Profitable investments help avoid more than 1/6 of Norway’s emissions

May 23, 2024

Last year’s investments over Norfund’s Climate Investment Fund will help avoid greenhouse gas emissions equivalent to more than a sixth of Norway’s annual emissions, with annual financial returns so far above 20 %.

From Fourth Parner Energy in India.

Norfund’s investments through the Climate Investment Fund in 2023 of NOK 1.6 billion were invested in projects that will avoid 8.5 million tons of CO2 annually. This corresponds to more than one sixth of Norway’s annual emissions (48.9 million tons of CO2e in 2022). This is in addition to the projects financed in the fund’s first year in 2022, which will help avoid 6.2 million tons.

The Climate Investment Fund was established in 2022 to maximize avoided emissions through investments in renewable energy in emerging economies.

“This shows that the Climate Investment Fund is a very effective tool to accelerate the global energy transition. This type of contribution is crucial to mitigating the climate crisis. We are reminded daily that the crisis is hitting the world’s poorest hardest, and we have no time to lose in the fight against climate change,” says Minister of Development Anne Beathe Tvinnereim.

New figures from Norfund shows that the return from the Climate Investment Fund since its inception has been as much as 24.4 % (IRR) in investment currency, or 20.4 % in NOK. Over 25 years, Norfund’s investments in renewable energy have had an average annual return of 6 % in investment currency, and 9.8 % in Norwegian kroner. In comparison, NBIM reports an annual return of 6.1 % in the same period.

“Although these are figures from a very short period, it is an indication that it is possible to deliver better returns from the Climate Investment Fund than the already strong figures we have seen over time from Norfund’s energy investments,” says Thorleifsson.

Norfund’s Climate Investment Fund is also a key to mobilising private capital for developing countries. It was the main reason why Norway reached the target set at the climate summit in Glasgow in 2021 of doubling climate financing as early as 2022 – while the target was set for 2026.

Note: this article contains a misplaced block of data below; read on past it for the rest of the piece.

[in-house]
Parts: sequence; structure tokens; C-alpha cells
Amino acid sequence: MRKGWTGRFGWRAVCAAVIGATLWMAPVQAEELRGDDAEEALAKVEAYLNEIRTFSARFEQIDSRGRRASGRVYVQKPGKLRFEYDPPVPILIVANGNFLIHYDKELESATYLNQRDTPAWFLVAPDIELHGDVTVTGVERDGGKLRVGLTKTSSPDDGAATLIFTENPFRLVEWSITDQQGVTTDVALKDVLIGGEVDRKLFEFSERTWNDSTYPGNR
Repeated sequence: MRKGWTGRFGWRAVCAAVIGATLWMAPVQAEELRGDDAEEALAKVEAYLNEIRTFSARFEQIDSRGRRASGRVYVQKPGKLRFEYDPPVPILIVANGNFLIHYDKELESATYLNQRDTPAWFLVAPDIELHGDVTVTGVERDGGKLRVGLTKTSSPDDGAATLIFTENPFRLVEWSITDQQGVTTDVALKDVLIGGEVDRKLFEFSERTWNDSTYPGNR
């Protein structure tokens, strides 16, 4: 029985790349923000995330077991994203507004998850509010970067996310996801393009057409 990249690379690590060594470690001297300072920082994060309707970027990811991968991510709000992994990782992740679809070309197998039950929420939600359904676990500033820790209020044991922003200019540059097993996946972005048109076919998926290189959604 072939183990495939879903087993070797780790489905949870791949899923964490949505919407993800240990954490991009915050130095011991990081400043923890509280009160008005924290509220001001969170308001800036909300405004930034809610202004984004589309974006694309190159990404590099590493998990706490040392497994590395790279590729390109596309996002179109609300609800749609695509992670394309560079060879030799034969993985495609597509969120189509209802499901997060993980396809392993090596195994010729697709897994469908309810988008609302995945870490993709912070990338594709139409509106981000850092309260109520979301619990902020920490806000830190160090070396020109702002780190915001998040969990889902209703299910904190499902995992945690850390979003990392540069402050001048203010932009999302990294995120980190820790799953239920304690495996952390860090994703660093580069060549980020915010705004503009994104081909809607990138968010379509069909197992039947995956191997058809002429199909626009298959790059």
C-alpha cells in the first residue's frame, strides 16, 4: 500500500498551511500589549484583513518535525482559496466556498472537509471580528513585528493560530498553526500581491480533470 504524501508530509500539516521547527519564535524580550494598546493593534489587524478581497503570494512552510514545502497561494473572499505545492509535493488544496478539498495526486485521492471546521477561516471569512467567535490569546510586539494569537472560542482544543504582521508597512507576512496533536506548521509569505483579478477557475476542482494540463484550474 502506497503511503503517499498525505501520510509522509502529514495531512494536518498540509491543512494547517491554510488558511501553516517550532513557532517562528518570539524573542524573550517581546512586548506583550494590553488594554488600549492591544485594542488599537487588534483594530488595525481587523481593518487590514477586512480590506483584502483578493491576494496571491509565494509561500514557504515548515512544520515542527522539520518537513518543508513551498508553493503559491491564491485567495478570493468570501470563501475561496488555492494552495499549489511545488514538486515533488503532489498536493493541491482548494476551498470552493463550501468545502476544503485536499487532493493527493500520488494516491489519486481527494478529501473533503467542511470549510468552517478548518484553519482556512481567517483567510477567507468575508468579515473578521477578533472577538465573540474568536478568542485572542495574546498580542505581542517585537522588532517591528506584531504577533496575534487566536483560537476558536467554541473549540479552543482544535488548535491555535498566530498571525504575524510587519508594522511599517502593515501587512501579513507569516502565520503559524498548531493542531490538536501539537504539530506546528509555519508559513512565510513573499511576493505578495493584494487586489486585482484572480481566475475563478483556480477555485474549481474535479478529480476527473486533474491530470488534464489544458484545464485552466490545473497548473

Access to affordable capital pays big dividends in avoided emissions

Although the IEA expects strong growth in renewable energy in the coming years, it will not be enough to meet climate targets. The key challenge is the need to rapidly scale up renewable energy financing in developing countries and emerging economies, which have a huge need for more power generation in order to grow out of poverty. In the next 20 years, India alone will build as much as the entire EU has built today.

For all renewable energy, the cost comes as an upfront investment, while operation is almost free. Expensive capital as a result of higher perceived risk in emerging economies means that it can often still be profitable in the short term to choose coal and other fossil solutions, even though these have high and variable operating costs. The capital cost of large-scale solar energy, for example, is well over twice as high in emerging economies as in high-income countries, according to the IEA.

“Whether the world achieves its climate goals will largely depend on the extent to which these markets receive sufficient and affordable capital to tip the scales in favour of growth based on renewable energy,” says Thorleifsson.

Coal-based power generation in emerging economies accounted for more than 65% of the global increase in emissions in 2023.